Robert Kurson’s nonfiction account of Apollo 8, “Rocket Men,” about the bold mission to send astronauts out of earth’s orbit to the moon’s orbit, on a shortened timeline, with the whole world watching.
Kurson does a thorough job exploring the backgrounds of each astronaut on Apollo 8: Frank Borman, Jim Lovell, and Bill Anders. Their mission was the first manned spacecraft to leave the earth’s orbit, reach the moon, orbit it, and then return unharmed back to earth. The mission catapulted the United States’ space program past that of the USSR, a position that it never relinquished to this day.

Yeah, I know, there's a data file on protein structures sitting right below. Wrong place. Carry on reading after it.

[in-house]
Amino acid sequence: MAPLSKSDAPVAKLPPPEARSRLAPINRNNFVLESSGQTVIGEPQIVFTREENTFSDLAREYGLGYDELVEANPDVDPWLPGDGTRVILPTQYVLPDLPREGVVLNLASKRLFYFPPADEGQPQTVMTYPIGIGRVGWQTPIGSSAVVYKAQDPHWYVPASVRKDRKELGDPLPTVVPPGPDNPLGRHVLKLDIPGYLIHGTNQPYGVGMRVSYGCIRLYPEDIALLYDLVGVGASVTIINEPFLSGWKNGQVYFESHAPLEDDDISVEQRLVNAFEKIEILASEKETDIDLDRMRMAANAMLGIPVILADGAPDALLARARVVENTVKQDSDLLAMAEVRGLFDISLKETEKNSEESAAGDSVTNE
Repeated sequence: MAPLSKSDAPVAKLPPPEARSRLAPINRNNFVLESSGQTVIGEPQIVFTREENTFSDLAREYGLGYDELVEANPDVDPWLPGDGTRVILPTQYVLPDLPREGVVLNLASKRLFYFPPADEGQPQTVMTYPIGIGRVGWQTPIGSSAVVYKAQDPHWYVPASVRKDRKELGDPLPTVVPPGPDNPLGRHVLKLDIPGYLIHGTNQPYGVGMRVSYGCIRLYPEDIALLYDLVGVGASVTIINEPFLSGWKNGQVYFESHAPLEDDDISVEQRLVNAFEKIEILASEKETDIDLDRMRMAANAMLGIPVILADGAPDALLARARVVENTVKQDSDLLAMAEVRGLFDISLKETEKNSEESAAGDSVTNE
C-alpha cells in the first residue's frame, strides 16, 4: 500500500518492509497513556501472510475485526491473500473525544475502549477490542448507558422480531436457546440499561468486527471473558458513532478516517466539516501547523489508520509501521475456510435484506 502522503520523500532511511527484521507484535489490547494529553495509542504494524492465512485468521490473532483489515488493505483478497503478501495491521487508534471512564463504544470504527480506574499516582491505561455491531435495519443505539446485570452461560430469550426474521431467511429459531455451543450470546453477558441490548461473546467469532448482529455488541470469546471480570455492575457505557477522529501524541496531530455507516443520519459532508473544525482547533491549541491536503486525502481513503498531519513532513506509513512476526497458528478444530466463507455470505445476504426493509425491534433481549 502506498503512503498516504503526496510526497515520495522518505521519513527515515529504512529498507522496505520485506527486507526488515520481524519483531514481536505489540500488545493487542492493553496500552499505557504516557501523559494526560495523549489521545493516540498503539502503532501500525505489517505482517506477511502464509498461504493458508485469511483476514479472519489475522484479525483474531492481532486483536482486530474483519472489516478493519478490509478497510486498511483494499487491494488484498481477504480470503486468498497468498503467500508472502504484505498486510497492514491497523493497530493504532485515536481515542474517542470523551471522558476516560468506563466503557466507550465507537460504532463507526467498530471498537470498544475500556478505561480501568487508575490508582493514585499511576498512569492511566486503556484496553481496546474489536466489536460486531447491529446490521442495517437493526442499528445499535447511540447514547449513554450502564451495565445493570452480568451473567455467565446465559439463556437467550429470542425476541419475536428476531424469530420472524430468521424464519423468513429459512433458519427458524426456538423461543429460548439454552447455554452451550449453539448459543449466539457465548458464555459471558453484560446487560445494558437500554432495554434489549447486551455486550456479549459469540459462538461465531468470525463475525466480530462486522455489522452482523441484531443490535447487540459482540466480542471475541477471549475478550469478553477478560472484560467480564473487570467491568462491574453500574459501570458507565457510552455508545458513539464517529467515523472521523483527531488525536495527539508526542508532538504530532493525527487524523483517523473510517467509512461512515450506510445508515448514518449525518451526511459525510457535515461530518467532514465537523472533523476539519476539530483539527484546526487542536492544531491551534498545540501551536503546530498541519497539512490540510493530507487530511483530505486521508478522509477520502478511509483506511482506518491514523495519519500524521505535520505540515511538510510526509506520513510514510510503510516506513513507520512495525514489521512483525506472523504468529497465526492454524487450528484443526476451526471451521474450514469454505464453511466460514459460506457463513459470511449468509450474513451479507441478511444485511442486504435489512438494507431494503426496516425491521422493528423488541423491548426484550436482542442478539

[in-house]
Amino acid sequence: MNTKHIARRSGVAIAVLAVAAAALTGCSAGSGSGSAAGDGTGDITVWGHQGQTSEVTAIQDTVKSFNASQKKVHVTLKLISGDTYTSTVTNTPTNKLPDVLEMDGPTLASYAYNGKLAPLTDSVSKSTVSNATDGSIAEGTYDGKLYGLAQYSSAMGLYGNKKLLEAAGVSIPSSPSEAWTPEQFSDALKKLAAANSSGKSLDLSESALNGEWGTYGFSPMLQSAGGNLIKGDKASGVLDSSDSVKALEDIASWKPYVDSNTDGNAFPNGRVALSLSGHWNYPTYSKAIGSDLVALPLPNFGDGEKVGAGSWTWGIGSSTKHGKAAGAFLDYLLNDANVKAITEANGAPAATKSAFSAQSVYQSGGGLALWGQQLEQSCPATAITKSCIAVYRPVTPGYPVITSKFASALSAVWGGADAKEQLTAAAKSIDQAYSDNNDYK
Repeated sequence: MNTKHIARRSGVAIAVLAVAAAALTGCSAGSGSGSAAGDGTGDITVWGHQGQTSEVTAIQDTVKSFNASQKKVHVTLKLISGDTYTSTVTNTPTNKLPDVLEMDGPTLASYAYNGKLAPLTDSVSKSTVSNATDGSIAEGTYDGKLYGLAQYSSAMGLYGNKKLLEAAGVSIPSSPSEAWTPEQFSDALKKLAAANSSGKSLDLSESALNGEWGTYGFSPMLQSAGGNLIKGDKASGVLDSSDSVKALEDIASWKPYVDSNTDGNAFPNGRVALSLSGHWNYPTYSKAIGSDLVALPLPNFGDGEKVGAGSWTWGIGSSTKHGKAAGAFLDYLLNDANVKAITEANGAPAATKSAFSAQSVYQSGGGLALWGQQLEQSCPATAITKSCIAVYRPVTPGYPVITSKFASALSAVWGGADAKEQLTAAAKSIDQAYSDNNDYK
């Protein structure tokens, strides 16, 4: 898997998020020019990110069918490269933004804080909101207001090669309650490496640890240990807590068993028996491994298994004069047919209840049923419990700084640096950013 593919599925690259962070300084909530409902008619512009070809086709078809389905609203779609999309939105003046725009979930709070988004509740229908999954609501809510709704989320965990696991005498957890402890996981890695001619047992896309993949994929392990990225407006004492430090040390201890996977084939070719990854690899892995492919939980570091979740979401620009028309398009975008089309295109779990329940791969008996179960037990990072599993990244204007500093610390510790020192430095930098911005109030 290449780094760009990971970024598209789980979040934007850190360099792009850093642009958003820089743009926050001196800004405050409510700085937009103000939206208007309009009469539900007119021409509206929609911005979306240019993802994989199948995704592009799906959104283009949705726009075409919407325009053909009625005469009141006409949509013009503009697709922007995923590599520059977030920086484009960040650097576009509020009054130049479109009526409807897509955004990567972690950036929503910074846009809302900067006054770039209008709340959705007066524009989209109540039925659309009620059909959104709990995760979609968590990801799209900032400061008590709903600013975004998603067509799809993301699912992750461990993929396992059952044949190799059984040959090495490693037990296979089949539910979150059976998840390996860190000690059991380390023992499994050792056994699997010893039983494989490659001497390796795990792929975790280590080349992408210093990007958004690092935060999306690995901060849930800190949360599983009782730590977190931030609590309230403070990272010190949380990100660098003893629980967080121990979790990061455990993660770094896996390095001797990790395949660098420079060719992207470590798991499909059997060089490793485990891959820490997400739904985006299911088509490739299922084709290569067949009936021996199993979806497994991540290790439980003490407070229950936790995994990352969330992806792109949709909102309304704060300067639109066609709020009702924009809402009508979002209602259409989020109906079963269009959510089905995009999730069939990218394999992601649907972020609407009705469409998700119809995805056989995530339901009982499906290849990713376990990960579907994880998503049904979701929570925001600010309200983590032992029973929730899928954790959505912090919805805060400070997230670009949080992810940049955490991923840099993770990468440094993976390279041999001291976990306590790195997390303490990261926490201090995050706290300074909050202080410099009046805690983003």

While some know of Neil Armstrong, Buzz Aldrin and Michael Collins’ iconic landing on the moon during Apollo 11, their mission would never have taken place if Apollo 8 hadn’t made it to the moon first, during a flawless mission mapping out the route, the landing spot, and the proof that it could be done during Christmas, the year of 1968.
Something I appreciated about “Rocket Men” was the historical context that Kurson provided about the tumult in the US and around the world in the same year. The iconic flight was a unifying achievement that brought the entire world together as one despite our differences.
I really enjoyed this account and all the details that Kurson dug up in this book. I strongly recommend it.
If you want more information about Apollo 8 and would rather watch a documentary on the mission, check out this great film from Nova, released in 2019 on YouTube: